Whatever stage you’ve reached on your Lean journey, you need to know how and what you should be improving. We’ve all encountered (been guilty of?) the “Too busy to improve” syndrome, but what exactly should you be doing when business is flat-out, and what should you be concentrating on when things are quiet? Well, now that we’re talking strategy you won’t be suprised to hear that there’s a two-by-two grid for that! I’ve attached a PDF copy here: Improvement – How, What and When, [opens in a new window] so let’s run through what it means – the How, What and When of Lean.
As you can see the two sides to the grid are (a) “Busy” (lots of orders) -vs- “Quiet (few orders), and (b) “Inefficient” – vs- Lean. So we have four combinations or boxes to look at:
1. Inefficent and Quiet. You definitely don’t want to be starting from here! If you are then you might simply have left it too late. If you can rescue the business then you need to take massive turnaround action. From a Lean perspective you’ll probably want to focus first on quick cost-reduction, and cash-generation. Areas to consider include: Easy, High Impact ideas to reduce cost, ways to reduce stock and work-in-process (lead-time reduction, SMED to reduce batch sizes), 5S sort-out’s to convert unused assets into cash.
2. Inefficent and Busy. As we’ve said the biggest danger here is falling into the “Too busy to improve” trap. “Busy Fools” is the common description – you’re putting in lots of time, effort and energy but you have very little to show for it and you’re often making little or no profit, or even running at a loss. The most important thing is to tackle the worst areas of inefficiency as quickly as possible, and to do it in a way that takes up as little time and resource as possible. Look for rapid employee engagement to generate Quick Wins: Easy, High Impact ideas to reduce all forms of waste, with a particular focus on tackling those that waste the most time and money.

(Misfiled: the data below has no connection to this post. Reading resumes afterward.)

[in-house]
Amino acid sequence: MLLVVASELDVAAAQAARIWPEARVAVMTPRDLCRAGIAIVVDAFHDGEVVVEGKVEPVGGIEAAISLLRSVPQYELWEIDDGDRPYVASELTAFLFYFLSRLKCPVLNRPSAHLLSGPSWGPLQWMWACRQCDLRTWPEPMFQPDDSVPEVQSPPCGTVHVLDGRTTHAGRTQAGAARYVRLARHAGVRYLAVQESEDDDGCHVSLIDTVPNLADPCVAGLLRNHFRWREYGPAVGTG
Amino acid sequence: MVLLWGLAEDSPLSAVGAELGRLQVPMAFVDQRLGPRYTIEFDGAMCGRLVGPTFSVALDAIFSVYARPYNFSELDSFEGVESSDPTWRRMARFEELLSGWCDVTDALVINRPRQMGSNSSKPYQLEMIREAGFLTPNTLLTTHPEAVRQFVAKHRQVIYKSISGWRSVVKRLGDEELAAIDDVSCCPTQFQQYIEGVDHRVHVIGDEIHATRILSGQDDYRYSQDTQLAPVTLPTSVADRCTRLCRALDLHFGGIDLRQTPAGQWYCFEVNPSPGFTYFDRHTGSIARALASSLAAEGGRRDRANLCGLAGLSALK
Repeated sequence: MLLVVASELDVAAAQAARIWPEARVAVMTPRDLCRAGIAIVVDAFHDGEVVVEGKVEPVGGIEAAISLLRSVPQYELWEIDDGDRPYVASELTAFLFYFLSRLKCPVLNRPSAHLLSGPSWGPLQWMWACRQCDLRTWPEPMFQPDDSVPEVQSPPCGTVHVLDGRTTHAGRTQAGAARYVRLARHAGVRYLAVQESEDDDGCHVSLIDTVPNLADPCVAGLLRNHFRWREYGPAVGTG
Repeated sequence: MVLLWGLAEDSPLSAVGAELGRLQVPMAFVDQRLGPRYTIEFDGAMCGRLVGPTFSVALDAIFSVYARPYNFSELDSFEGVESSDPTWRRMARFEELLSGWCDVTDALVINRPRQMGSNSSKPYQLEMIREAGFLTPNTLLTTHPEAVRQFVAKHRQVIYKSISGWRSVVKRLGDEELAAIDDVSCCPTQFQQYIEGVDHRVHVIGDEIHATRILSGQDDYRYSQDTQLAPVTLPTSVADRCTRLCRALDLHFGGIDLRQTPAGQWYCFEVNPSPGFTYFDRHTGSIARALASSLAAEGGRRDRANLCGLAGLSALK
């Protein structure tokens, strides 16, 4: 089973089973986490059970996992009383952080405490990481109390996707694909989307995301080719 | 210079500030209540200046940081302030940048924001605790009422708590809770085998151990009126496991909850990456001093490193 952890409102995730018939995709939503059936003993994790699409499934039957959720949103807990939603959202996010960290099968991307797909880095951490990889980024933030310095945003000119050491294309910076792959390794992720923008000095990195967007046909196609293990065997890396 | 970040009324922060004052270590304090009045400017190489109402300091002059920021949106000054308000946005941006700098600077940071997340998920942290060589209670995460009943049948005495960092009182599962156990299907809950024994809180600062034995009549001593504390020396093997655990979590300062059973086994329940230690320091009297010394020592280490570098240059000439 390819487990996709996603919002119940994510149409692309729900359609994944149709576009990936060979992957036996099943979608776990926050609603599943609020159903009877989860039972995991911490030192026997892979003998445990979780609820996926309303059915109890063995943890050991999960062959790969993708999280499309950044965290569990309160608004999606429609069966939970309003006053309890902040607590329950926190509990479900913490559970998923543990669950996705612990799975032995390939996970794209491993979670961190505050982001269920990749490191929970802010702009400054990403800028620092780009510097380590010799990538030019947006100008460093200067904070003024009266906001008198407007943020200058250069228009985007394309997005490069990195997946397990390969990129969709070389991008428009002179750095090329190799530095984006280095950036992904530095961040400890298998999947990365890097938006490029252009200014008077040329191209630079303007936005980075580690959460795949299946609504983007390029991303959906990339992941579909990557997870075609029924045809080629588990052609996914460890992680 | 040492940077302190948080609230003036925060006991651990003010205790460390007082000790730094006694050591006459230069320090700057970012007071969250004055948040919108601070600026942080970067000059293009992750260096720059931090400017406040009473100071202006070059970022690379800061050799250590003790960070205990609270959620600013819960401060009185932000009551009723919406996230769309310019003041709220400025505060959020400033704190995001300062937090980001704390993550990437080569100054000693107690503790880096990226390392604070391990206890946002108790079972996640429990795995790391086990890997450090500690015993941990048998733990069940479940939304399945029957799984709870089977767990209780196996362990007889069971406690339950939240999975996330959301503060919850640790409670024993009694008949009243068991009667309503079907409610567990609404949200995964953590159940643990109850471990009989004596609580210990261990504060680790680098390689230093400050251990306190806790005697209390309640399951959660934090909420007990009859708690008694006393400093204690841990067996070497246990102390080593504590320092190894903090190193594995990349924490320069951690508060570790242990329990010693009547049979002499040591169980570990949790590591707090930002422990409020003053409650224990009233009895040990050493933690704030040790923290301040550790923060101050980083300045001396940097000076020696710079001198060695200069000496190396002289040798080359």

3. Lean but Quiet. You’ll already have addressed those areas that actively lose you business – customer complaints and non-conformances – so the key focus of Lean here should be on increasing Value-Add. In other words, finding ways of providing more and more value for your customers, and actively selling the value of what you offer, rather than the cost. Areas to focus on include: cross-functional teams to visit customers and spot value-add opportunities, Voice of the Customer exercises, and use of the Kano Model.
4. Lean and Busy. This is where it gets really good – you’re working flat-out and throwing off cash as you go! The main focus here (apart from sustaining Lean) is to ensure that you re-invest, you innovate (to ensure you continue to succeed) and you look for opportunities to inspire excellent performance. Success generates success so it’s time to think about some of those “what would you do if you knew you couldn’t possibly fail” ideas! It’s time to think about larger investments to achieve a step-change in performance – increasing your capability not just your capacity. You probably also need to check that you’re up to date with current technology – unless you’re a technology-led business you probably don’t need to be at the cutting-edge but you do need to make sure that you’re making best use of proven, up-to-date appplications.